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Precio: $27.45 Sin IVA
Disponibilidad en línea: Disponible
Disponibilidad en las tiendas: Se puede pedir

Liszt Ferenc: Csárdás obstinée

for violoncello and piano

Arreglado por Csíky Boldizsár
Arreglo: Violoncello and Piano
Época: Romanticismo
Páginas: 16 páginas
Formato: Bach (23 x 30,2 cm)
Peso: 0.092 kg
Año de publicación: De octubre de 2011
Editorial: Editio Musica Budapest Zeneműkiadó
Nº de artículo: 14779
ISMN: 9790080147795
The arranger of this work (a well-known Hungarian composer living in Romania) writes: „This piece has always excited my imagination, from several points of view. First of all, its name. The German title, the obstinate one, may refer to its ostinato character. This is close to Liszt's programme concept, but the French word 'obstiné' is closer in meaning to stubborn. There is just a shade of difference, but to me it is important, because the latter suggests the description of a type of behaviour, the emotional state of a dancer's inner frame of mind abstracted into movements, expressed in dance movements, and this is a fascinating interpretation. The demonstration of stubborn resistance and defiance to the point of exhaustion was not a frequently occurring phenomenon with Liszt.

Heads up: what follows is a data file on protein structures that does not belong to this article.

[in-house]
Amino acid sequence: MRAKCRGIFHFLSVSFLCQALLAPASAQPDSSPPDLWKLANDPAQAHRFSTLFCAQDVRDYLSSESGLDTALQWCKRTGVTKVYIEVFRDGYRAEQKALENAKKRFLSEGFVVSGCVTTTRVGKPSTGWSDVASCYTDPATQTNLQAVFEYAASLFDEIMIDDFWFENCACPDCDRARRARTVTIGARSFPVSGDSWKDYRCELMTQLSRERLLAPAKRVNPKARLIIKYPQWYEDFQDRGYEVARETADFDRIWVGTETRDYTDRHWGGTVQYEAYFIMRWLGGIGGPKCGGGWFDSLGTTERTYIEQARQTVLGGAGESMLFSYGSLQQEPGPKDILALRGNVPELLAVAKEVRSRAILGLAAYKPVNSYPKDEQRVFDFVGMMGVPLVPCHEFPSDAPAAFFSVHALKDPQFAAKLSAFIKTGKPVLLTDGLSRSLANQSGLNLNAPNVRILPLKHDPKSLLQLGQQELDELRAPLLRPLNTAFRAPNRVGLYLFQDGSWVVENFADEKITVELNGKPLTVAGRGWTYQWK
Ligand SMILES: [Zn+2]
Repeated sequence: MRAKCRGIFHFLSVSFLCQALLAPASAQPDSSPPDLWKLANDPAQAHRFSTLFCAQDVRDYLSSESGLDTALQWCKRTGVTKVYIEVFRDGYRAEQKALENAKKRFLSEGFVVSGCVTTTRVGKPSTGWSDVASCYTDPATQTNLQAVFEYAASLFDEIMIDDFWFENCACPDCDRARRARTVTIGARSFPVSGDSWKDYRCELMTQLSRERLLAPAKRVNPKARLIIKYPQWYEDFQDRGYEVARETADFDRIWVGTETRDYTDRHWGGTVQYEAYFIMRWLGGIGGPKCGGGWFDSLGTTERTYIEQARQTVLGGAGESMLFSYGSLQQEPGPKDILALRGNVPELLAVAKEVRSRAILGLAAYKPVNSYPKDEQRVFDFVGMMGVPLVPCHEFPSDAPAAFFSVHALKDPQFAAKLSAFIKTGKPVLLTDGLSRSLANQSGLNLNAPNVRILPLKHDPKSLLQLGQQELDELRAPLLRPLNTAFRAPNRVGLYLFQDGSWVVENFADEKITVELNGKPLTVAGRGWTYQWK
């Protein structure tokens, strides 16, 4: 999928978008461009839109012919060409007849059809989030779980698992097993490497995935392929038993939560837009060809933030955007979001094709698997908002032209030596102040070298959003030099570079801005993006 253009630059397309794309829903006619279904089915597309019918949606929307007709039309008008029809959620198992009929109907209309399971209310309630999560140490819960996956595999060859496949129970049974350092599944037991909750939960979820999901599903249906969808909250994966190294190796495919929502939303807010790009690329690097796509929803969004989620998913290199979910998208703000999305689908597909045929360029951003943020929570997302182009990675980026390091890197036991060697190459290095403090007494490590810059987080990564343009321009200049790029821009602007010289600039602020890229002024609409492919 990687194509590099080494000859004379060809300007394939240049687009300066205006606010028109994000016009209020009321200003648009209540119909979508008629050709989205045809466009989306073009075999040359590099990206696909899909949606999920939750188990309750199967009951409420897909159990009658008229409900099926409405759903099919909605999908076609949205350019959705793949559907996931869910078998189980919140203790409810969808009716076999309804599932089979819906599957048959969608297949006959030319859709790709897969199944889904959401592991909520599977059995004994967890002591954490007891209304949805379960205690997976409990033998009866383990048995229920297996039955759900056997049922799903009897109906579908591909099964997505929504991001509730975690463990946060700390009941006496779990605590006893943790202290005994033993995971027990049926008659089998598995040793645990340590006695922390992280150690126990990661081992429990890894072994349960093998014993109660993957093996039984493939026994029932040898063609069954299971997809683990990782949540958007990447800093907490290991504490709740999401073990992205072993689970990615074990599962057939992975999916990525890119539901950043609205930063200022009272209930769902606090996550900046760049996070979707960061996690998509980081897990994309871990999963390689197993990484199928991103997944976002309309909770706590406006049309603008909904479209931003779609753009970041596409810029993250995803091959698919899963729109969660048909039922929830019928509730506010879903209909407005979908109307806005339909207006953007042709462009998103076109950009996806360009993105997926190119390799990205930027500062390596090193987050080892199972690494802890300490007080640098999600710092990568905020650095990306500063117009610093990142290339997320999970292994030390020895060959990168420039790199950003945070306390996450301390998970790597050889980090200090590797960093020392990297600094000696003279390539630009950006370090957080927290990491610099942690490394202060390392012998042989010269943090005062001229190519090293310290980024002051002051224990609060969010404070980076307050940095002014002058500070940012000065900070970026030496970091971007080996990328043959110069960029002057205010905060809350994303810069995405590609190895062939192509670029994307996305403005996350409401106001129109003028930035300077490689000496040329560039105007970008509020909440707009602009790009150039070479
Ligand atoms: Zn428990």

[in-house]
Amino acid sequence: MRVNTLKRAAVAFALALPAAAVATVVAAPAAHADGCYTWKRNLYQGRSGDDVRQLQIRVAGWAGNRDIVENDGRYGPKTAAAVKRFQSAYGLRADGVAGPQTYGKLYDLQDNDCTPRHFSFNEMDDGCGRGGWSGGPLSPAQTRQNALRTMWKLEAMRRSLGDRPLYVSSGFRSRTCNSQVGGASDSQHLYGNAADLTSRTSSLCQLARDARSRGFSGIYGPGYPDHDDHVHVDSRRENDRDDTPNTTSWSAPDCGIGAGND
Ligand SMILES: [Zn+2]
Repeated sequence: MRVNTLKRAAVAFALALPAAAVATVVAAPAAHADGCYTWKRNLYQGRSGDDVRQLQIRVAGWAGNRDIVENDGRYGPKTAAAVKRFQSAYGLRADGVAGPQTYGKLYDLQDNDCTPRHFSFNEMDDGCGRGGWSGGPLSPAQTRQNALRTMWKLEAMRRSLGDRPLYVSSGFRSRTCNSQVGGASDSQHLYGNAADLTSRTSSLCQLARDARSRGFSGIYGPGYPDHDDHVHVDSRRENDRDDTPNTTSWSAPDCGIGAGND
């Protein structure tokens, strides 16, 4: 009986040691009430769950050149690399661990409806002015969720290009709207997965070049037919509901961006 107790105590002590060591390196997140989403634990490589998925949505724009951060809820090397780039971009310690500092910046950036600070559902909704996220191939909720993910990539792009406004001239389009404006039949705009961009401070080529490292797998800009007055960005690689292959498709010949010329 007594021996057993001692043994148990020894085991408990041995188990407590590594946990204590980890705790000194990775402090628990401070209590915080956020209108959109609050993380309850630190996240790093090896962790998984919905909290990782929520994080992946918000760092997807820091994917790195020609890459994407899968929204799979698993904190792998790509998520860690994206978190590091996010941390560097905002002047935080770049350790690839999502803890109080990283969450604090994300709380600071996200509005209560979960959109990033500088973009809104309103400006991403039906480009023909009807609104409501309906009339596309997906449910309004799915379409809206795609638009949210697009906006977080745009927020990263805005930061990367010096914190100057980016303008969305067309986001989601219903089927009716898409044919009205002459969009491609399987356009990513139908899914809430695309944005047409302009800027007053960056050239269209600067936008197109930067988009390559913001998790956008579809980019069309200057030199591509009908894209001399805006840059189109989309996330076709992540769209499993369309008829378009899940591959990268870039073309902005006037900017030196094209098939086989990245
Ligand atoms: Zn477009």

Secondly, at the beginning of the seventies Zoltán Kocsis played the piece in Transylvania. At that time, I asked the composer, ”Is the character of the continuous staccato in the left hand sharp, short, or an accompanying background like a constant shadow? Is it a weighty Brahmsian staccato, an ominous knocking? - and so on. Then there are the Bartókian false relations that keep recurring in the work, the B-E flat-G, etc. That foreshadows Debussy, creating harmonic thrills that, when I hear the work, keep my continuing interest alive for it. Finally, my immediate reason for arranging the work was of a family nature: in connection with Liszt's jubilee year, my daughter, who is a cellist, wanted a 'more energetic' piece to play at a bicentenary concert an addition to the existing slow, lyrical, or sombre works written by Liszt for the cello.”

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